Mixing cornstarch and water results in a non-Newtonian fluid called oobleck. The two components do not chemically react, although weak interaction forces between the cornstarch molecules and the water molecules do arise.
Fluids can be divided into Newtonian and non-Newtonian based on the way they react to applied force. Newtonian fluids, such as water, experience higher deformation as more force is applied to them. Non-Newtonian fluids, such as oobleck, experience less deformation the more force is applied. It was only fairly recently, in 2012, that a team of researchers was able to formulate a sound hypothesis as to what causes oobleck to behave the way it does. Scientists suspected that the oobleck hardened because it transferred applied mechanical force to the walls of the container. The hardening is now attributed to the cramming of spaced starch particles close to one another when force is applied.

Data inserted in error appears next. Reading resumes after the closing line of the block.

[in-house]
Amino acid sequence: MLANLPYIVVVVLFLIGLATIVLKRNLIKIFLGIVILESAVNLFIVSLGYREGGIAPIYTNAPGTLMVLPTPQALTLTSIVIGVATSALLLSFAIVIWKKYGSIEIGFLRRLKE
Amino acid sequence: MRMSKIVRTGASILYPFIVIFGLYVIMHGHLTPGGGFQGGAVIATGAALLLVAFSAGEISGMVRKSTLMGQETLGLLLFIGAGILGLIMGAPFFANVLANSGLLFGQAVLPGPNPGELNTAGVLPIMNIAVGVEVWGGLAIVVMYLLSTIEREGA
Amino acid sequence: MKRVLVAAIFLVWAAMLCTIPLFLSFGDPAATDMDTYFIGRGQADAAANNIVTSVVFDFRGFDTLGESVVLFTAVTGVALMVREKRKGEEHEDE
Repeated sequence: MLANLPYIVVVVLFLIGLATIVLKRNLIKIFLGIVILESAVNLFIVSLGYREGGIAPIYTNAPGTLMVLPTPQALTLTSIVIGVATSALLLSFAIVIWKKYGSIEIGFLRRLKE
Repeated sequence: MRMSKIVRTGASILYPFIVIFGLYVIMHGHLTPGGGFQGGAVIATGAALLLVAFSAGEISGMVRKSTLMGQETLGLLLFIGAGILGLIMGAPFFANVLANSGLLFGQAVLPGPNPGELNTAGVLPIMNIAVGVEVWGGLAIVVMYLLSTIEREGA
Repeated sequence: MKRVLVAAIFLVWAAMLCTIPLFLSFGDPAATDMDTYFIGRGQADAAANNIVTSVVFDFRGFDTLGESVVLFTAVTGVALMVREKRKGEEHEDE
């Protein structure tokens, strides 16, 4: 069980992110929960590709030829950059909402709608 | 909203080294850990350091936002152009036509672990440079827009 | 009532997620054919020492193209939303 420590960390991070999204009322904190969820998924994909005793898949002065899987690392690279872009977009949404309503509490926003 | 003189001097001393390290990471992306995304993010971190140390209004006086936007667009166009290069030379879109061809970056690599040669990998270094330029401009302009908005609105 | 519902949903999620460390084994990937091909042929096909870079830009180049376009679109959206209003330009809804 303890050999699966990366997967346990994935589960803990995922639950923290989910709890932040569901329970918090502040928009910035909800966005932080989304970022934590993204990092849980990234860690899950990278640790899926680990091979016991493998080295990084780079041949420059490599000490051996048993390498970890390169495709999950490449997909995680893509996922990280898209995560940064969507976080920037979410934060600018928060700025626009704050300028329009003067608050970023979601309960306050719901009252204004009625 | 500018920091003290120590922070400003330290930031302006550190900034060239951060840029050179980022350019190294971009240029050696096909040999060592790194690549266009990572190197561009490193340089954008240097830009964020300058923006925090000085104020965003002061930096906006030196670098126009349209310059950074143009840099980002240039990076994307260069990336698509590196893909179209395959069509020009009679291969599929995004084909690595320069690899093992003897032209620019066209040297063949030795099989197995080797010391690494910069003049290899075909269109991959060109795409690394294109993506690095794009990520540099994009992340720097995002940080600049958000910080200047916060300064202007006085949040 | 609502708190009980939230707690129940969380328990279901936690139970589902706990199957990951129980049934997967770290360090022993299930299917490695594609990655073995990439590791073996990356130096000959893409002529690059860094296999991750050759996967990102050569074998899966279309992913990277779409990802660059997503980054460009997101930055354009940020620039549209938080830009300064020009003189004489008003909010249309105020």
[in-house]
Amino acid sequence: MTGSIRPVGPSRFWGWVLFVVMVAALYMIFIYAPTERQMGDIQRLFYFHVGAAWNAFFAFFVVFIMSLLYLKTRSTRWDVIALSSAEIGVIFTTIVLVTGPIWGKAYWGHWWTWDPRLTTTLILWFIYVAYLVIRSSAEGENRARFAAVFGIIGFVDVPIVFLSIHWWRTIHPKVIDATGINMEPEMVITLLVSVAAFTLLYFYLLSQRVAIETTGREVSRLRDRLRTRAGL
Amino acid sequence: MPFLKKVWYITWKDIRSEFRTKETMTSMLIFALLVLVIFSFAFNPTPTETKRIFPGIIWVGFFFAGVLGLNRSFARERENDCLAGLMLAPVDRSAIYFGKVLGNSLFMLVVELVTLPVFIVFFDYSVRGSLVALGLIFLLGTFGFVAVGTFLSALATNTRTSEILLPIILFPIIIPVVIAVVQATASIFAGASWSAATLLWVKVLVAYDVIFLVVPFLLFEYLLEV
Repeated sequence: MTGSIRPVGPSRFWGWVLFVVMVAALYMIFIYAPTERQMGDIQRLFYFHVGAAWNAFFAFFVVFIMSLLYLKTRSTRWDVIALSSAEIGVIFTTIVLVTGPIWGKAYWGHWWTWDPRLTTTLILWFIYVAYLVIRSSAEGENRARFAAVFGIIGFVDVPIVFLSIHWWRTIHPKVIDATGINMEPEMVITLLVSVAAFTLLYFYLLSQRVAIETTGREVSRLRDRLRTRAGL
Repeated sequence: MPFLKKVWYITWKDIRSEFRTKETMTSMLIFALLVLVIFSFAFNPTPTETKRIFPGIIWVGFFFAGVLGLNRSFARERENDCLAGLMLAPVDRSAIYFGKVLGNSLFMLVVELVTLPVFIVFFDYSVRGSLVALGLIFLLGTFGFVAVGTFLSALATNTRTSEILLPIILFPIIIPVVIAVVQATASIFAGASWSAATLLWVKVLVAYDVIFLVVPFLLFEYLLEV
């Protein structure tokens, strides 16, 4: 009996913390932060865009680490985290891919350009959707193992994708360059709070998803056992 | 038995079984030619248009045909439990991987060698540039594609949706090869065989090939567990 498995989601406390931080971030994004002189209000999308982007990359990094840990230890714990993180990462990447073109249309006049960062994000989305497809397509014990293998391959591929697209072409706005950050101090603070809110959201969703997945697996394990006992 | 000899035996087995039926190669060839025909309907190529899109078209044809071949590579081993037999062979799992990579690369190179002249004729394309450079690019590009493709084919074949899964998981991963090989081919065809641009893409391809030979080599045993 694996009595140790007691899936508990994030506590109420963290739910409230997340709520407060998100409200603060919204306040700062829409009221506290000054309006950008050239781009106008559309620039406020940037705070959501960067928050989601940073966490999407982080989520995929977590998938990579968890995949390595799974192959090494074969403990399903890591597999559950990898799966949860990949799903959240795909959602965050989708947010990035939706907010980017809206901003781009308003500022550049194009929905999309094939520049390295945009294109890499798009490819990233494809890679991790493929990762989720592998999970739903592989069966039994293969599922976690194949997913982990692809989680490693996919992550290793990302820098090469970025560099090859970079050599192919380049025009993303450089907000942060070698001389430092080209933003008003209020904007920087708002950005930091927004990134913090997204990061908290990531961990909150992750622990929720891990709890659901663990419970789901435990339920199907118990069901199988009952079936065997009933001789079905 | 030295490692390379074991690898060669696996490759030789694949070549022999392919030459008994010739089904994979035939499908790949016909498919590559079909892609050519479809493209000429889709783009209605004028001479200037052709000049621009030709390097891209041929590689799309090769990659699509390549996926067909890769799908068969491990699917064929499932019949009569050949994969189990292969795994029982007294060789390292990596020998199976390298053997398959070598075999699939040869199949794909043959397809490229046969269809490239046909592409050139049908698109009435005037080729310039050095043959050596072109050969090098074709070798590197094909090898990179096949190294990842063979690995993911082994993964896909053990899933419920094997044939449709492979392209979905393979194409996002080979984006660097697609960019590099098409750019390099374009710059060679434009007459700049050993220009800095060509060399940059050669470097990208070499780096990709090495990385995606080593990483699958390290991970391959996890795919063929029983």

Interesting shapes can be created by placing oobleck on a speaker or vibrating table, which cause the material to harden as the mechanical waves pass through it. Other examples of non-Newtonian fluids include ketchup, quicksand and silly putty. The non-Newtonian behavior of quicksand is what makes it so dangerous; the more a person struggles to escape quicksand, the more force she applies to the fluid, causing it to stiffen.